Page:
Kurdish Women’s Movement: “patriarchy is not natural” — StereoType Magazine

“Have any of you ever studied the origins of patriarchy at school?” Dilar Dirik asks, researcher in Sociology at Cambridge University and activist of the Kurdish Women’s Movement. The rhetorical question slips into silence, so Dilar tries to summarize only 6.000 years of humanity on Earth, when, during Neolithic, the first “modern” societies were formed in Mesopotamia, India, China… matriarchal organizations, where women carried out internal, social, economic and political functions, and men external, subsistence and defense ones. At that time women had an enormous prestige, probably stemmed from the fact that they were considered the only procreative members of the group, prestige that it was taken away from them precisely when the men discovered their paternity…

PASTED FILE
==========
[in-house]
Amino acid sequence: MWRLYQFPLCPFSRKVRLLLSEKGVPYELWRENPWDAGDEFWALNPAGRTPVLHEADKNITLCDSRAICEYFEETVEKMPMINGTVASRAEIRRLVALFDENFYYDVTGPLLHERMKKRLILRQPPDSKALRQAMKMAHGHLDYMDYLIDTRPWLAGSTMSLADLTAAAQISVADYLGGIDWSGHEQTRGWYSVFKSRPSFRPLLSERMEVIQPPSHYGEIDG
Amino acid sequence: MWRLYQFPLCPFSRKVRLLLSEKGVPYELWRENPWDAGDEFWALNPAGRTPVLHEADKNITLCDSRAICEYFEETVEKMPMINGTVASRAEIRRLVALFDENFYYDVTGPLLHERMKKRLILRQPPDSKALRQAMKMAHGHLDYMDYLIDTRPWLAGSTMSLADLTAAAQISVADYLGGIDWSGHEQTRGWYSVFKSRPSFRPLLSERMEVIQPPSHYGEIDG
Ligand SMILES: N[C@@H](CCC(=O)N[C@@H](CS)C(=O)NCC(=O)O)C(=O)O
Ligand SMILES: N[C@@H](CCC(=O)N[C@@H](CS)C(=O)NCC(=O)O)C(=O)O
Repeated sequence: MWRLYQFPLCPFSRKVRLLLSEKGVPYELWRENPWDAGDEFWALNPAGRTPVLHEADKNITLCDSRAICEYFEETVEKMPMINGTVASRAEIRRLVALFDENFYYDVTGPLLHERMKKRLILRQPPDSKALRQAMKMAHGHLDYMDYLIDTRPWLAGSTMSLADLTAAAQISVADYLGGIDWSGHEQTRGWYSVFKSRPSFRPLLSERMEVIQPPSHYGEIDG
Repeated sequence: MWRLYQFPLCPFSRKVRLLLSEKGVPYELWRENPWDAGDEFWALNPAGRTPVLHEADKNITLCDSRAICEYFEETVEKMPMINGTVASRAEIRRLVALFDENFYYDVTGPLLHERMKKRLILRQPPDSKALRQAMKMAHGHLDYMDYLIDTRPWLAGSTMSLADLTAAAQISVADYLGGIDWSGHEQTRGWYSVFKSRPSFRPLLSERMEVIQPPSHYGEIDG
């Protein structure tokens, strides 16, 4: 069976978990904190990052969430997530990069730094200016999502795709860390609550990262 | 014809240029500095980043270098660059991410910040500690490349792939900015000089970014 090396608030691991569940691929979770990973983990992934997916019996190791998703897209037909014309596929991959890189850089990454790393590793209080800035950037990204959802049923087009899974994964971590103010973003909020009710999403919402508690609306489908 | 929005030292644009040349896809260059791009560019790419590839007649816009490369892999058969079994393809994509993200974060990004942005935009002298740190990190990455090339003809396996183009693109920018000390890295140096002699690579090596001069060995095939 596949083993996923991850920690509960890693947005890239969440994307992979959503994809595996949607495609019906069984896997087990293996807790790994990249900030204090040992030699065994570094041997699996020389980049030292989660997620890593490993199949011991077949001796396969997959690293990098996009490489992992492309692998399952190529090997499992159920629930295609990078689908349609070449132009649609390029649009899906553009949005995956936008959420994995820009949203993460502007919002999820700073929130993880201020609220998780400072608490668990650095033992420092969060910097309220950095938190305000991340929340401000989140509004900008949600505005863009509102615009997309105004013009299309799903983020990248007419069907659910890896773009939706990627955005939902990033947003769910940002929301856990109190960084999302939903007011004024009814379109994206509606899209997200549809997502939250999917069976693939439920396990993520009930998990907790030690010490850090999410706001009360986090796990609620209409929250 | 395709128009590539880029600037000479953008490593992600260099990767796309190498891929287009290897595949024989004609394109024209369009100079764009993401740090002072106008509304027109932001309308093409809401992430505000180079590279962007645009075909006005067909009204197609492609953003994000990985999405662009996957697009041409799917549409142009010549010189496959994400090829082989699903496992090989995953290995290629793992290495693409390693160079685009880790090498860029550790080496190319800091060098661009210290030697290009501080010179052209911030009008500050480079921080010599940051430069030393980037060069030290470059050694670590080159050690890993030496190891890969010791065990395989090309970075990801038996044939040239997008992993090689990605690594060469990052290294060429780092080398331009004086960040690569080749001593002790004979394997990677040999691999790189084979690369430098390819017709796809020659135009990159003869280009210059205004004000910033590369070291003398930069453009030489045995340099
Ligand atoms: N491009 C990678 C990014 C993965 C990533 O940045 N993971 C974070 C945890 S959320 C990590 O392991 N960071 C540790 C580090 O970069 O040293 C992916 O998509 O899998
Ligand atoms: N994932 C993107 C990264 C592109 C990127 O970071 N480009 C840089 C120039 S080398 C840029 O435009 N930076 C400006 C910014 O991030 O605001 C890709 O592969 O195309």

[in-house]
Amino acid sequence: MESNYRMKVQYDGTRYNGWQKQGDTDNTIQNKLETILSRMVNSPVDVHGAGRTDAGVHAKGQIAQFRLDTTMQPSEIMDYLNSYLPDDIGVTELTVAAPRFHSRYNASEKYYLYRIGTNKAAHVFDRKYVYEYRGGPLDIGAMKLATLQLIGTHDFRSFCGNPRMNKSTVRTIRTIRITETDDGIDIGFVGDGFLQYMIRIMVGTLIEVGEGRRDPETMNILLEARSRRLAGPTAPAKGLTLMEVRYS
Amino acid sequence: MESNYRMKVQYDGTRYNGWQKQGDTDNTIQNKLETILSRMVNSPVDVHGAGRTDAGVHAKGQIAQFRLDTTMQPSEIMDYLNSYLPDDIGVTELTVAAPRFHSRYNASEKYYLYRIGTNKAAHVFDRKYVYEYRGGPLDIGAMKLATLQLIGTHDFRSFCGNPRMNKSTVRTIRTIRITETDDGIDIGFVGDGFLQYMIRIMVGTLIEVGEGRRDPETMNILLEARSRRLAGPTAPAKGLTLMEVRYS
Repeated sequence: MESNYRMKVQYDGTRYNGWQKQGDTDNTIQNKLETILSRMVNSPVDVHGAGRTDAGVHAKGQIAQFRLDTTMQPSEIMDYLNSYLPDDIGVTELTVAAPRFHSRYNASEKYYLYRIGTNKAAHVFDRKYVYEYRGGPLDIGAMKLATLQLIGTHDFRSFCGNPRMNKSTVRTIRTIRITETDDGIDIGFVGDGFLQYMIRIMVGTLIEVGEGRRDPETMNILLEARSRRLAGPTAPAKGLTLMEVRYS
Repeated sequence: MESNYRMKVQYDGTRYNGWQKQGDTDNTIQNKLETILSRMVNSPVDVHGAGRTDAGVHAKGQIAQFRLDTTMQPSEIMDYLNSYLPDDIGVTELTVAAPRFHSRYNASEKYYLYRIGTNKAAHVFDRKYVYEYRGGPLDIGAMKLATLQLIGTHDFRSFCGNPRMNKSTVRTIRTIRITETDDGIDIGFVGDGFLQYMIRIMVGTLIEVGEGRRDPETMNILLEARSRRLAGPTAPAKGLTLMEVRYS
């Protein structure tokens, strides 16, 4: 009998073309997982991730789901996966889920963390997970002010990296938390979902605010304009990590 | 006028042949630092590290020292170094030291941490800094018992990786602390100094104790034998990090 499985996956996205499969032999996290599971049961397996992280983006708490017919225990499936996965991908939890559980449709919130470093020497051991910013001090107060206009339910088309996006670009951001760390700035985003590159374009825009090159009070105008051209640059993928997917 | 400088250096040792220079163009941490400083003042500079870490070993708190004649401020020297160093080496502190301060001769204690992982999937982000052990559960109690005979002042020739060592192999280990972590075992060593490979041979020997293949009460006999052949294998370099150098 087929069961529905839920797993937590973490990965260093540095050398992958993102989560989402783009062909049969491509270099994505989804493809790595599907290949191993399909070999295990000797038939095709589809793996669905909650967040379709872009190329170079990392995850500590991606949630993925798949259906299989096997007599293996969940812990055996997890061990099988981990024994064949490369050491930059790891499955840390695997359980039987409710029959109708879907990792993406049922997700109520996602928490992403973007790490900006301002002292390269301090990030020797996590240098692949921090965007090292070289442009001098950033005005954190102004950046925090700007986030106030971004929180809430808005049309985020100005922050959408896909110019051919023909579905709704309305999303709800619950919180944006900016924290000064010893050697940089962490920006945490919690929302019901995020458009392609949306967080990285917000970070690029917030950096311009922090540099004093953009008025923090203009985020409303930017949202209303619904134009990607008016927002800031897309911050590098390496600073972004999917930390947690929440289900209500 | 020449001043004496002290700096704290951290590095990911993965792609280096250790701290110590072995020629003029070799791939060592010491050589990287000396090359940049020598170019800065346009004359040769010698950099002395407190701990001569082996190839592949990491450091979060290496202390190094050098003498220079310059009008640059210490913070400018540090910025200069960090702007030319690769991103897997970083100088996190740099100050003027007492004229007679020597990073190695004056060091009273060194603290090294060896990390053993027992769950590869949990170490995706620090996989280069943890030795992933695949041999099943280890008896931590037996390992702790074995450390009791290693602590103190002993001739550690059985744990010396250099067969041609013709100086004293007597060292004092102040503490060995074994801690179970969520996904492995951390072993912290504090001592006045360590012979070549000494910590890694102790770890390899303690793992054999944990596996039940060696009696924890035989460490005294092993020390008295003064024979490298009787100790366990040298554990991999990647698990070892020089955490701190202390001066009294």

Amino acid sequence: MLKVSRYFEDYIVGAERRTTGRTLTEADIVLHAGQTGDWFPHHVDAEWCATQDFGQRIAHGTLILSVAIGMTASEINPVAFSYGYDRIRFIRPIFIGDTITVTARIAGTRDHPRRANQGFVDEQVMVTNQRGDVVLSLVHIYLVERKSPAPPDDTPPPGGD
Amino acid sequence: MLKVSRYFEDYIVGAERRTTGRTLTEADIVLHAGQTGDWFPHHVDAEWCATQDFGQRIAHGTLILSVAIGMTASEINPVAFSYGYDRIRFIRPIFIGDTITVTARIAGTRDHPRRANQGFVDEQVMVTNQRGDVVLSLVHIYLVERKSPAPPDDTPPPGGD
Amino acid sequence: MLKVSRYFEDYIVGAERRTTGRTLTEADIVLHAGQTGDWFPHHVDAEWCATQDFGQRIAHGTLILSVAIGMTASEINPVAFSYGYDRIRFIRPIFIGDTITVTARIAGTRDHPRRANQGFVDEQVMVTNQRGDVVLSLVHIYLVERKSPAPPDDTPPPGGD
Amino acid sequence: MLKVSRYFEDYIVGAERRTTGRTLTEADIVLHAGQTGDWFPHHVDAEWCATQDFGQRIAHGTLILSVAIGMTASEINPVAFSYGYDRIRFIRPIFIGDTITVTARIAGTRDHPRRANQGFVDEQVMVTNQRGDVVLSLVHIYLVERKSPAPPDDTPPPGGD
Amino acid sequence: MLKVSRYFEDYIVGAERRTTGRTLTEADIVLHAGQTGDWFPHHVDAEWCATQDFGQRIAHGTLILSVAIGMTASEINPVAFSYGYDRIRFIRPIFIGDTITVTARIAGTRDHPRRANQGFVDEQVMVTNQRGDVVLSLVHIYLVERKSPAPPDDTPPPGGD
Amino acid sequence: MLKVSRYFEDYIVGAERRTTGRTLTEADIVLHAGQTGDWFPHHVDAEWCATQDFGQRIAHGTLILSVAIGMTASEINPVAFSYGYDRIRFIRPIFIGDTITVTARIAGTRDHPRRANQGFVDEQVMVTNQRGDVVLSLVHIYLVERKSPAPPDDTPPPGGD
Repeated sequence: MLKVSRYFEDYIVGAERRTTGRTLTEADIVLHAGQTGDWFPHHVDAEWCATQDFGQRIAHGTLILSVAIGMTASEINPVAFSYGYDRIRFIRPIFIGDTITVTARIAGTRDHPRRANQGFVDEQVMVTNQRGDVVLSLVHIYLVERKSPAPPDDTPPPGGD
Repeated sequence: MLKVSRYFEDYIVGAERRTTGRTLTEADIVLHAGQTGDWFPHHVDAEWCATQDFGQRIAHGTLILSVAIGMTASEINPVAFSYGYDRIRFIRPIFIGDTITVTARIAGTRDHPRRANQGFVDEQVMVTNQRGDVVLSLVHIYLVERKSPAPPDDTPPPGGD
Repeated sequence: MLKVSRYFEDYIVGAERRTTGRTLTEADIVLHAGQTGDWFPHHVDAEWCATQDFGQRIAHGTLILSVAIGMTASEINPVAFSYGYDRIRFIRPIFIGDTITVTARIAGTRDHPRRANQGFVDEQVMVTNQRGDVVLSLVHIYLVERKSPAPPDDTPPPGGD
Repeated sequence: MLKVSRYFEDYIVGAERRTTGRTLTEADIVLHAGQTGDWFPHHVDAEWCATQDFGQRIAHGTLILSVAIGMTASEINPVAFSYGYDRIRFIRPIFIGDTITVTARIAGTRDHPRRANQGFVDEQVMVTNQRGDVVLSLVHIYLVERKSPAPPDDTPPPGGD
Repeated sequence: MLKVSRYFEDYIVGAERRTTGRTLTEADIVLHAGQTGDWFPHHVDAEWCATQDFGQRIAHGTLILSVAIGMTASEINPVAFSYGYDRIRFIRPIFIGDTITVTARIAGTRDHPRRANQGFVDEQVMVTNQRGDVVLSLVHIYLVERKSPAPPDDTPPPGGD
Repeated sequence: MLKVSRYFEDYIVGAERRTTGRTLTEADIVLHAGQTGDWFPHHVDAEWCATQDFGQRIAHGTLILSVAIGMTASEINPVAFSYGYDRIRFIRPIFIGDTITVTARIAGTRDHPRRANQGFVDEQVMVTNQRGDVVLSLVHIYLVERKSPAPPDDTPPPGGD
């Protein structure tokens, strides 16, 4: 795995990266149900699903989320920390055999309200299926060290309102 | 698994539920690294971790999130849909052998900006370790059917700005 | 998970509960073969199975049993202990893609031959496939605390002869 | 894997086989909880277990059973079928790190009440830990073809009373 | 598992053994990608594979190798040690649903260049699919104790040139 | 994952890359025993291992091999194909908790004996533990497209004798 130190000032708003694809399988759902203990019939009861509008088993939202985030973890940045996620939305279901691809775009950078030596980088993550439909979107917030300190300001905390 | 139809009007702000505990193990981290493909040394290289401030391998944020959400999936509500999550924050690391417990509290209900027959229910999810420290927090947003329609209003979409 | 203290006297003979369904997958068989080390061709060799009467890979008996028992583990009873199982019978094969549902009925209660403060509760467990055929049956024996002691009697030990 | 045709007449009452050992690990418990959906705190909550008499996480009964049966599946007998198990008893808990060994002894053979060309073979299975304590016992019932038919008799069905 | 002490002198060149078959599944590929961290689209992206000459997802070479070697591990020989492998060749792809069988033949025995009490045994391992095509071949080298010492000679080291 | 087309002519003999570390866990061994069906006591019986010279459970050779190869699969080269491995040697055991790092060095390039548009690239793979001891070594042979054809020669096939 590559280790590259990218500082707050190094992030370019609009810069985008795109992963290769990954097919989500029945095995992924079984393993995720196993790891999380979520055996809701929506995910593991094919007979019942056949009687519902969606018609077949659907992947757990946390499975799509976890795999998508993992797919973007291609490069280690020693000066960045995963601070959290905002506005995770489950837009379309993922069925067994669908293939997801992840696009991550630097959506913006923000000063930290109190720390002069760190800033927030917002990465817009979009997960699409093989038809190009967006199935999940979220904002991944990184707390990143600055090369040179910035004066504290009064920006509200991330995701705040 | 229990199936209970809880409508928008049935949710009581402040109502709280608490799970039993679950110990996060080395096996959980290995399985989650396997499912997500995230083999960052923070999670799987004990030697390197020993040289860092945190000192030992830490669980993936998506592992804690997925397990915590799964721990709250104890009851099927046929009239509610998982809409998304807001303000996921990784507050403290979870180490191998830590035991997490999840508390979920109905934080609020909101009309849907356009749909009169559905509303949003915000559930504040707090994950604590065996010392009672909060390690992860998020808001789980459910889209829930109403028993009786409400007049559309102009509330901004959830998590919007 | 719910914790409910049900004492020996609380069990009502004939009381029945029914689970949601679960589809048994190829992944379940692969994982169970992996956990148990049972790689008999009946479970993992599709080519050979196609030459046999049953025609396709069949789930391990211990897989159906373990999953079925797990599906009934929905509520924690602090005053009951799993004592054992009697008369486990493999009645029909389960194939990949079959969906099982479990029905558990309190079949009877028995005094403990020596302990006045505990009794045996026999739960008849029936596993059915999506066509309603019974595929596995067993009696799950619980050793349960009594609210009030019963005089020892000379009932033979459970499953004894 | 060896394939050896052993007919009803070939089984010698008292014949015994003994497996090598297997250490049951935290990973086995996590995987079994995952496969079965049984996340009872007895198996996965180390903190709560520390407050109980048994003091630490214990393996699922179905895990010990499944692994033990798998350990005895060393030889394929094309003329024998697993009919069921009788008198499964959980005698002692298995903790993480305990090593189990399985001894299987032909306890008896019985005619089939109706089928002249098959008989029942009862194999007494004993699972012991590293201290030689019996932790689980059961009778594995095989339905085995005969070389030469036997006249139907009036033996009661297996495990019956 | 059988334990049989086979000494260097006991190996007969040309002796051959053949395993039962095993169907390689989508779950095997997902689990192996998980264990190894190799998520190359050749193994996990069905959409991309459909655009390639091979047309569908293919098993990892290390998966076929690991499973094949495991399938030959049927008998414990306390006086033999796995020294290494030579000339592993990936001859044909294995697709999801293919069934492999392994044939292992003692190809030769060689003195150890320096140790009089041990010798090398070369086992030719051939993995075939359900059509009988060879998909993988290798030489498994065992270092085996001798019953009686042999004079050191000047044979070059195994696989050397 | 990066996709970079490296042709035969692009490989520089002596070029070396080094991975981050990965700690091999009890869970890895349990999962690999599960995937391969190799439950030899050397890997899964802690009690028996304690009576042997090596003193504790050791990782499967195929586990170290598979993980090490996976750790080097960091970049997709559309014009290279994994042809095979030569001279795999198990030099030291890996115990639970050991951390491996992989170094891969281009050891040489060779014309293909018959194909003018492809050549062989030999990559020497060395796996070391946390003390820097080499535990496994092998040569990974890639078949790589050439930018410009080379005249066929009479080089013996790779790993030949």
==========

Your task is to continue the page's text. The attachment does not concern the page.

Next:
Kurdish Women’s Movement: “patriarchy is not natural” — StereoType Magazine

Next up : Get a better handle on European Stereotypes

Published by Eric Fisher

Eric is a graduate of Environmental Science (Plymouth) BSc (Hons) and Technology (Cranfield) MSc. Author of : 'Compost Teas for the Organic Grower; (Permanent Publications) 'The Little Black Book of European Stereotypes; (Amazon) Ongoing Projects : 'Water Gardens for Beauty and Sustainability' and 'The Little Black Book of World Stereotypes'

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